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What Role Does Cell Phone Evidence Play in Criminal Cases?

 Posted on December 00,0000 in Criminal Law

Hartford criminal defense lawyer for digital evidenceTechnology is a common and often unavoidable presence in today’s world. Think about your own life; how often do you use your cell phone? What do you use your cell phone for? If you have ever used apps like Google Maps or Apple Maps to get from place to place, your location has been recorded. Even if you delete phone calls or text message conversations from your phone, the records of these conversations still exist. When it comes to criminal cases, technology has become a commonly-used source of evidence.

Cell Phones and Types of Evidence

Almost everything you do on your cell phone is recorded and stored. Information about any calls you make, any text messages you send, and any apps you use can all be accessed on your cell phone, even if you have attempted to delete those records. There are many different types of cell phone data that can be used in criminal cases, including:

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How Should I Respond to Accusations of Domestic Violence?

 Posted on December 00,0000 in Criminal Law

East Hartford family violence defense attorneyDomestic violence is a serious social issue that has received increased attention in recent years. According to the National Coalition Against Domestic Violence, more than 10 million people become victims of some form of domestic violence each year in the United States. Because of these harrowing statistics, an increased focus has been placed on prosecuting domestic violence offenders. While this is a valiant effort by lawmakers and law enforcement officials, those who face accusations of domestic violence can have a difficult time proving their innocence and dealing with the effects that these charges can have on their relationships, family life, and reputation. If you have been accused of domestic violence, there are a few things you should do to help your situation.

Connecticut Domestic Violence Laws

In Connecticut, domestic violence is referred to as “family violence.” Connecticut statutes define family violence as any act between family or household members that results in physical injury or creates reasonable fear that physical injury will occur. Family and household members can include:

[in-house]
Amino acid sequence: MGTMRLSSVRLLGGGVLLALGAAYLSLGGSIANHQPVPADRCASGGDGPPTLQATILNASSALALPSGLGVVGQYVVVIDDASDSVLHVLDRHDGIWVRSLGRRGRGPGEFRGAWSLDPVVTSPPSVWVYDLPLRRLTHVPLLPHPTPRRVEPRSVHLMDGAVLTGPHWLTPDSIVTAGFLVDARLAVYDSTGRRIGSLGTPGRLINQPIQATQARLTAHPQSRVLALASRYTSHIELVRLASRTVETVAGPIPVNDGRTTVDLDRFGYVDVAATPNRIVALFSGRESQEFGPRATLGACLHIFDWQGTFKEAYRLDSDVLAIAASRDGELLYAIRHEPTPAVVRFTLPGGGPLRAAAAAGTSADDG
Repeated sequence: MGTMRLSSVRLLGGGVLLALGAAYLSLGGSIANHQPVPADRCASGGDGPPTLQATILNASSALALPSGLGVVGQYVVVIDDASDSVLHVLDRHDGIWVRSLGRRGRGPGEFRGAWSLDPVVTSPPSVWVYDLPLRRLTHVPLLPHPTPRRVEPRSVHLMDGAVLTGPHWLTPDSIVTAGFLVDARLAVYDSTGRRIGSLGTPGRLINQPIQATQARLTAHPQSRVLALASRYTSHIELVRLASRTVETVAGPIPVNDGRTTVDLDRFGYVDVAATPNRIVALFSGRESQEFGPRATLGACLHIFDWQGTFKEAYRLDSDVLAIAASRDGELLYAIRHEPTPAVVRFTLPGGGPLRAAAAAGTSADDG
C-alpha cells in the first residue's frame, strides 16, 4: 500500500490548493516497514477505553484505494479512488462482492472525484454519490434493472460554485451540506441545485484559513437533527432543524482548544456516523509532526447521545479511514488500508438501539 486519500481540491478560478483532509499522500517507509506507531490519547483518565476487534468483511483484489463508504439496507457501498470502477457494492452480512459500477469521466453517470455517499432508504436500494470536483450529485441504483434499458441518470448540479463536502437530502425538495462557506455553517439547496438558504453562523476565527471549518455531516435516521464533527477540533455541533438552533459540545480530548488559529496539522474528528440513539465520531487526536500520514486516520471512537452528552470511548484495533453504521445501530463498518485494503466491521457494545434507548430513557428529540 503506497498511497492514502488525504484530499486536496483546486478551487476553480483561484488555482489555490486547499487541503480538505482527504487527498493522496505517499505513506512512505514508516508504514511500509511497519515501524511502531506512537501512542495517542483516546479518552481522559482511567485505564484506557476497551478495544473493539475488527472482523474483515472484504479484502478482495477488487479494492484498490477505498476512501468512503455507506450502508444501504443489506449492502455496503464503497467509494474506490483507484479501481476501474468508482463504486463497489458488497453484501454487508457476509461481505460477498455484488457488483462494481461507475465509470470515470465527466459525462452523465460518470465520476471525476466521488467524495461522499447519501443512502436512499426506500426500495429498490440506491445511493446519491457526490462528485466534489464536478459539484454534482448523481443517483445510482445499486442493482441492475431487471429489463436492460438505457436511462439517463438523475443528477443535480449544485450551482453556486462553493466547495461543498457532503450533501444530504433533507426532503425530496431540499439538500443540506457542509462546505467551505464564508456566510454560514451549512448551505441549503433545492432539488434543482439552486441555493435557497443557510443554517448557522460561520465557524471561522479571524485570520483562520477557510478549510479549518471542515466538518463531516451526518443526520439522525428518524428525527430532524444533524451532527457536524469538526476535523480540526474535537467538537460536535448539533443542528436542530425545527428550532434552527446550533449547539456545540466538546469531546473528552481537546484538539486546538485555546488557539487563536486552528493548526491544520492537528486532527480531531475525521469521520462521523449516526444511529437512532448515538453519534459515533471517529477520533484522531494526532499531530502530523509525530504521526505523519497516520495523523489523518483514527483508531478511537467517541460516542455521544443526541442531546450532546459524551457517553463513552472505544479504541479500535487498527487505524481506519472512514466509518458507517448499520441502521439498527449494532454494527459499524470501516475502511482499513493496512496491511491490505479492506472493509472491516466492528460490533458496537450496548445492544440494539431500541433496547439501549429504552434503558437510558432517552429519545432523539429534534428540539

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When Is Theft a Felony Offense in Connecticut?

 Posted on December 00,0000 in Hartford Criminal Defense Attorney

Hartford larceny defense attorneyThere are many situations in which an action could legally be considered theft. In the state of Connecticut, theft is typically referred to as larceny, and all of the laws pertaining to theft use this term. Connecticut statutes state that larceny occurs when a person takes, obtains, or withholds property from its owner with the intent of permanently depriving the owner of the property. Larceny in Connecticut includes actions such as embezzlement, extortion, theft of services, shoplifting, and even receiving stolen property. Certain actions are charged in Connecticut as misdemeanor larceny crimes, but charges can also be elevated to felony larceny charges, depending on the circumstances surrounding the situation.

Larceny in the Third Degree

The first level of felony larceny charges, larceny in the third degree, occurs when a person commits larceny and the property:

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When Can a Person Be Charged With Risk of Injury to a Minor?

 Posted on December 00,0000 in Criminal Defense

Connecticut criminal defense lawyer for crimes against childrenWhen it comes to crimes involving children, everything is more intense. Charges are often specific in nature, penalties are often more severe, and offenders are more likely to be subject to minimum sentences if they are convicted. One such crime, risk of injury to a minor, encompasses a wide range of actions that can result in serious actions being taken against an alleged perpetrator. Because of the gravity of crimes involving children, the benefit of the doubt is often not given to those who are suspected of child endangerment, which is why it is essential to work with a skilled criminal defense attorney.

What Is Risk of Injury to a Minor?

The Connecticut statute that contains the law against endangering a child is a widely-encompassing one. According to the law, a person commits risk of injury to a minor when that person: